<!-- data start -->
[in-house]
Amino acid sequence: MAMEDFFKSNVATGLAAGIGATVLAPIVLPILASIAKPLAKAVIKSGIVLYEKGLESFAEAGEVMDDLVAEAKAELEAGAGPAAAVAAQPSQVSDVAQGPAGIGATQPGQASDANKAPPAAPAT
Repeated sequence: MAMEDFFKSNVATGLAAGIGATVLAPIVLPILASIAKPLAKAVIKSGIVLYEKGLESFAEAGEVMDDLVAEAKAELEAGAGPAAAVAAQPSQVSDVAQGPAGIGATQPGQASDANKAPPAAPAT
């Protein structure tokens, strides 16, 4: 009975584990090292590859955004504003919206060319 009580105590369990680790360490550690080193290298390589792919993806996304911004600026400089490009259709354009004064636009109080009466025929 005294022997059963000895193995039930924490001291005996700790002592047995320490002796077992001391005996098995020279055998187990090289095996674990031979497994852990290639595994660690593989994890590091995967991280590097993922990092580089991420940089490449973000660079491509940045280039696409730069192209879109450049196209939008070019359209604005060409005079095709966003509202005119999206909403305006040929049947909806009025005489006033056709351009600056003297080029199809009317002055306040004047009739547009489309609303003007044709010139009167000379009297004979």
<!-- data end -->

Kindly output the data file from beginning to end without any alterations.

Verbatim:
[in-house]
Amino acid sequence: MAMEDFFKSNVATGLAAGIGATVLAPIVLPILASIAKPLAKAVIKSGIVLYEKGLESFAEAGEVMDDLVAEAKAELEAGAGPAAAVAAQPSQVSDVAQGPAGIGATQPGQASDANKAPPAAPAT
Repeated sequence: MAMEDFFKSNVATGLAAGIGATVLAPIVLPILASIAKPLAKAVIKSGIVLYEKGLESFAEAGEVMDDLVAEAKAELEAGAGPAAAVAAQPSQVSDVAQGPAGIGATQPGQASDANKAPPAAPAT
């Protein structure tokens, strides 16, 4: 009975584990090292590859955004504003919206060319 009580105590369990680790360490550690080193290298390589792919993806996304911004600026400089490009259709354009004064636009109080009466025929 005294022997059963000895193995039930924490001291005996700790002592047995320490002796077992001391005996098995020279055998187990090289095996674990031979497994852990290639595994660690593989994890590091995967991280590097993922990092580089991420940089490449973000660079491509940045280039696409730069192209879109450049196209939008070019359209604005060409005079095709966003509202005119999206909403305006040929049947909806009025005489006033056709351009600056003297080029199809009317002055306040004047009739547009489309609303003007044709010139009167000379009297004979």